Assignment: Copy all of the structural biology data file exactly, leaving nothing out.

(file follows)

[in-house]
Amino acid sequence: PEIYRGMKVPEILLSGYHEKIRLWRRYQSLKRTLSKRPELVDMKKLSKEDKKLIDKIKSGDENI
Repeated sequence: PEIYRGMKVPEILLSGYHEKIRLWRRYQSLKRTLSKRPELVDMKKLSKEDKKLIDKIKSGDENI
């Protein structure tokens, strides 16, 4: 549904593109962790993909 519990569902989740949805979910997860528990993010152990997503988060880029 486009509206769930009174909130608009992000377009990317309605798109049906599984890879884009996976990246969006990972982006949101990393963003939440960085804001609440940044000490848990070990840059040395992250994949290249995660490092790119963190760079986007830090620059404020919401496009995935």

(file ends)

[in-house]
Amino acid sequence: PEIYRGMKVPEILLSGYHEKIRLWRRYQSLKRTLSKRPELVDMKKLSKEDKKLIDKIKSGDENI
Repeated sequence: PEIYRGMKVPEILLSGYHEKIRLWRRYQSLKRTLSKRPELVDMKKLSKEDKKLIDKIKSGDENI
């Protein structure tokens, strides 16, 4: 549904593109962790993909 519990569902989740949805979910997860528990993010152990997503988060880029 486009509206769930009174909130608009992000377009990317309605798109049906599984890879884009996976990246969006990972982006949101990393963003939440960085804001609440940044000490848990070990840059040395992250994949290249995660490092790119963190760079986007830090620059404020919401496009995935």